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Clin Exp Rheumatol. 2011 Jan-Feb;29(1 Suppl 64):S72-8. Epub 2011 May 11.

Role of 18F-fluorodeoxyglucose positron emission tomography in the workup of retroperitoneal fibrosis.

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Rheumatology Department, Arcispedale Santa Maria Nuova, Viale Risorgimento 80, 42100 Reggio Emilia, Italy.


Retroperitoneal fibrosis is a syndrome characterised by the presence of fibrosclerotic tissue in the retroperitoneum, often encasing the ureters. In most cases, retroperitoneal fibrosis is idiopathic, but may also be associated with large vessel vasculitis at distant sites, with the so-called IgG4-related sclerosing disease, as well as with exposure to some medications, infections, malignancies, surgery, or radiation. 18-Fluorodeoxyglucose (FDG) positron emission tomography (PET) is a nuclear medicine technique which is able to accurately identify in vivo areas characterised by elevated glucose metabolism, such as inflammatory, infective, and neoplastic lesions. There is mounting evidence suggesting that FDG-PET may have a role in assessing disease activity in idiopathic retroperitoneal fibrosis, but the role of FDG-PET in secondary retroperitoneal fibrosis is less established. Herein, we present four patients with retroperitoneal fibrosis of different etiology (isolated idiopathic, associated with large-vessel involvement, associated with carcinoid tumour, and secondary to pergolide) who underwent FDG-PET as part of their workup. The implications of FGD-PET results in the diagnosis and treatment of retroperitoneal fibrosis of different etiology are discussed.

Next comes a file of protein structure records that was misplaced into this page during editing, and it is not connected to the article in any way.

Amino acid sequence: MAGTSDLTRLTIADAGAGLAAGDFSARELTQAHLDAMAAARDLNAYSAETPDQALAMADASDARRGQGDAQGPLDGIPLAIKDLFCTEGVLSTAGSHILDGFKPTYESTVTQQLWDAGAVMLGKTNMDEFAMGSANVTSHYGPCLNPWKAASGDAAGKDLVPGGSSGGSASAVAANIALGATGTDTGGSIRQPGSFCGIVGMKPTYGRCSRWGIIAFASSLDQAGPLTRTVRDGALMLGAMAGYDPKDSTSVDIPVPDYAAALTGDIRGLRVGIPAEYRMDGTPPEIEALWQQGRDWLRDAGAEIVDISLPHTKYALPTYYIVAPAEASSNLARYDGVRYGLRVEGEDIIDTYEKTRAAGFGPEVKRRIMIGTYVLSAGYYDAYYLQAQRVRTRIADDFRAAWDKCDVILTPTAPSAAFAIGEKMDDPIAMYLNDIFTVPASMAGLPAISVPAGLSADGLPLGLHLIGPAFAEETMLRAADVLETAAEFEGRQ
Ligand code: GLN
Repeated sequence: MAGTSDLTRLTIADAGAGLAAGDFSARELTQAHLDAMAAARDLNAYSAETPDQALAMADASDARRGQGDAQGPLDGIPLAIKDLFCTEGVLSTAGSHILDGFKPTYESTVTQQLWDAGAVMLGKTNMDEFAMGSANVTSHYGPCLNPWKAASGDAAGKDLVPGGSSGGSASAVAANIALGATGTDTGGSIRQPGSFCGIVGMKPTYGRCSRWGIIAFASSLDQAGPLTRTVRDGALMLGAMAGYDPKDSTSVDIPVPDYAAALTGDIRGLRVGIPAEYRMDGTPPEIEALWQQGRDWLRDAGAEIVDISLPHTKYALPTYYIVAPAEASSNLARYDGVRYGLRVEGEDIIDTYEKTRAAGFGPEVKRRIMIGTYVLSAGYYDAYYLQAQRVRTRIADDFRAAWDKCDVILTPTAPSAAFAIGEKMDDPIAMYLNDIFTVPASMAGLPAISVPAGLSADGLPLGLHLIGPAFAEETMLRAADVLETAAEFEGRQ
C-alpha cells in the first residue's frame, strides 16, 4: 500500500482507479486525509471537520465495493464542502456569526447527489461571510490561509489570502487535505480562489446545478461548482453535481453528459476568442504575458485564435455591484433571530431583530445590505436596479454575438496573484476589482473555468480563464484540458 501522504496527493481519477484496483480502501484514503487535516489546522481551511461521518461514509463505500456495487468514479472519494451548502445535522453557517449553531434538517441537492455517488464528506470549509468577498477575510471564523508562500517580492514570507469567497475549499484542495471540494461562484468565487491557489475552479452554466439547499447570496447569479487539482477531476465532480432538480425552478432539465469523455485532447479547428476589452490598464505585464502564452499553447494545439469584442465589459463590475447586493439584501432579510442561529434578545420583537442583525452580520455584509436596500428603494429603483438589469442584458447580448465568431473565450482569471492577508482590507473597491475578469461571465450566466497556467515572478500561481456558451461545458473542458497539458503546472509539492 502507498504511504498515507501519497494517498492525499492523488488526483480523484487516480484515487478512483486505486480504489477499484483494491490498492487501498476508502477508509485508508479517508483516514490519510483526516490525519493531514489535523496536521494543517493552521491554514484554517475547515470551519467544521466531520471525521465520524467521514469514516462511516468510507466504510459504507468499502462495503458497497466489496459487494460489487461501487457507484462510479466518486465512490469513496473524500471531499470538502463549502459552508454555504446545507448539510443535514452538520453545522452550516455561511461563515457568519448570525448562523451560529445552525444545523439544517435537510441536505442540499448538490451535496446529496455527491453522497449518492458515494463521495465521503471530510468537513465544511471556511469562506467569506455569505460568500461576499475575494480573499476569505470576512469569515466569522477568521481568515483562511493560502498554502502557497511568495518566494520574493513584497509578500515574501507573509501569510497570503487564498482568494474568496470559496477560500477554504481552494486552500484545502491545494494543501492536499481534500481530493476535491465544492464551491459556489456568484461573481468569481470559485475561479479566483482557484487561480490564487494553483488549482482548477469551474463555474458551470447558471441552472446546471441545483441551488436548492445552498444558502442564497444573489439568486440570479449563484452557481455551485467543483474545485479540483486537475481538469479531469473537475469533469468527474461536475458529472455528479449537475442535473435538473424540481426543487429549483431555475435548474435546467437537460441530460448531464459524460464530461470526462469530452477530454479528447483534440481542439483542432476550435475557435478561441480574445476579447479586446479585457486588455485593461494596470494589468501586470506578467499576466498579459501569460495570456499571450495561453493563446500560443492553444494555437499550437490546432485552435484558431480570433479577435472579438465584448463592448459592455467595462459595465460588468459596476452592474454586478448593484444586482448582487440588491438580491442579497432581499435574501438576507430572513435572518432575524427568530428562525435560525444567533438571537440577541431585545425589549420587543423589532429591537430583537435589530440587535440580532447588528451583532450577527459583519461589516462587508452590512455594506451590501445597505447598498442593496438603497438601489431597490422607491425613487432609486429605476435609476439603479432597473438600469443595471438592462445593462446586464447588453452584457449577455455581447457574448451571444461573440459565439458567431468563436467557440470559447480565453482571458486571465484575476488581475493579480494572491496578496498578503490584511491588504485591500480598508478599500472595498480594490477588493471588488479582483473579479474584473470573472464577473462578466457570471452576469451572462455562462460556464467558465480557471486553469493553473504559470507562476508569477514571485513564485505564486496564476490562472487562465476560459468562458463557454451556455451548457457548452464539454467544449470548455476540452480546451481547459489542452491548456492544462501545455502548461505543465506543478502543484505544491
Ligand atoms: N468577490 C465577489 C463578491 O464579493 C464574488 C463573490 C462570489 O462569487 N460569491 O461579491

[Indexed for MEDLINE]

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